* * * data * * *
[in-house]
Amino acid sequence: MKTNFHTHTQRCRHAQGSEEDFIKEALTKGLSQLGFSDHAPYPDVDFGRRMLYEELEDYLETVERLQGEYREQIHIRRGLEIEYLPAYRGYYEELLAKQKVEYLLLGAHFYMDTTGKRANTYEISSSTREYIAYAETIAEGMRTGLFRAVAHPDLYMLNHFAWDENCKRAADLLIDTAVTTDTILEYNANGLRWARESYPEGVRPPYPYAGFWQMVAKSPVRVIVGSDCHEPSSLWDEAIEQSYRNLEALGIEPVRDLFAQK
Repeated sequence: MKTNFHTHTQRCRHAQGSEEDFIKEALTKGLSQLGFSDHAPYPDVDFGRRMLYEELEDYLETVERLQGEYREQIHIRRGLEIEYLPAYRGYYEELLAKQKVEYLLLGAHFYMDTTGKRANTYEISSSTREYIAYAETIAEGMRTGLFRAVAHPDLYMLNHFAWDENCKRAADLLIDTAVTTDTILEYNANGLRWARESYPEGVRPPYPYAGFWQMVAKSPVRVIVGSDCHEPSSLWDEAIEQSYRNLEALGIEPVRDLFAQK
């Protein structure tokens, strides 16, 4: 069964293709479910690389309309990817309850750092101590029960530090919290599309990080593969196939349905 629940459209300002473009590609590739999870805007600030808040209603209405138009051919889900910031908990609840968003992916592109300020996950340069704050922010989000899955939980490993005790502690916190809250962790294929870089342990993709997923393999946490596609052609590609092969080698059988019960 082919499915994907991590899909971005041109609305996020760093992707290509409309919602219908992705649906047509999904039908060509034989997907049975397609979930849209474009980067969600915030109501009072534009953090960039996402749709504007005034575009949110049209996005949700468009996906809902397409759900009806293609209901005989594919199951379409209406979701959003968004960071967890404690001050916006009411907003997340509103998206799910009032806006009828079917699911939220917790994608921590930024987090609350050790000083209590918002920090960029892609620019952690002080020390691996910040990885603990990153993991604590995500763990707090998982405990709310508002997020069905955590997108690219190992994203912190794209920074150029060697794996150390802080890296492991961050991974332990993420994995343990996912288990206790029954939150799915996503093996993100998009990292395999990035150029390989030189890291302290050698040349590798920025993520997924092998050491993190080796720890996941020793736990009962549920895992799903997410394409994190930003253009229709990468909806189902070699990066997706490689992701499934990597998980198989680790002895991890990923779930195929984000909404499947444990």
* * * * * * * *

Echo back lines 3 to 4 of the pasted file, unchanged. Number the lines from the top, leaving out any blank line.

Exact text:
Repeated sequence: MKTNFHTHTQRCRHAQGSEEDFIKEALTKGLSQLGFSDHAPYPDVDFGRRMLYEELEDYLETVERLQGEYREQIHIRRGLEIEYLPAYRGYYEELLAKQKVEYLLLGAHFYMDTTGKRANTYEISSSTREYIAYAETIAEGMRTGLFRAVAHPDLYMLNHFAWDENCKRAADLLIDTAVTTDTILEYNANGLRWARESYPEGVRPPYPYAGFWQMVAKSPVRVIVGSDCHEPSSLWDEAIEQSYRNLEALGIEPVRDLFAQK
């Protein structure tokens, strides 16, 4: 069964293709479910690389309309990817309850750092101590029960530090919290599309990080593969196939349905 629940459209300002473009590609590739999870805007600030808040209603209405138009051919889900910031908990609840968003992916592109300020996950340069704050922010989000899955939980490993005790502690916190809250962790294929870089342990993709997923393999946490596609052609590609092969080698059988019960 082919499915994907991590899909971005041109609305996020760093992707290509409309919602219908992705649906047509999904039908060509034989997907049975397609979930849209474009980067969600915030109501009072534009953090960039996402749709504007005034575009949110049209996005949700468009996906809902397409759900009806293609209901005989594919199951379409209406979701959003968004960071967890404690001050916006009411907003997340509103998206799910009032806006009828079917699911939220917790994608921590930024987090609350050790000083209590918002920090960029892609620019952690002080020390691996910040990885603990990153993991604590995500763990707090998982405990709310508002997020069905955590997108690219190992994203912190794209920074150029060697794996150390802080890296492991961050991974332990993420994995343990996912288990206790029954939150799915996503093996993100998009990292395999990035150029390989030189890291302290050698040349590798920025993520997924092998050491993190080796720890996941020793736990009962549920895992799903997410394409994190930003253009229709990468909806189902070699990066997706490689992701499934990597998980198989680790002895991890990923779930195929984000909404499947444990």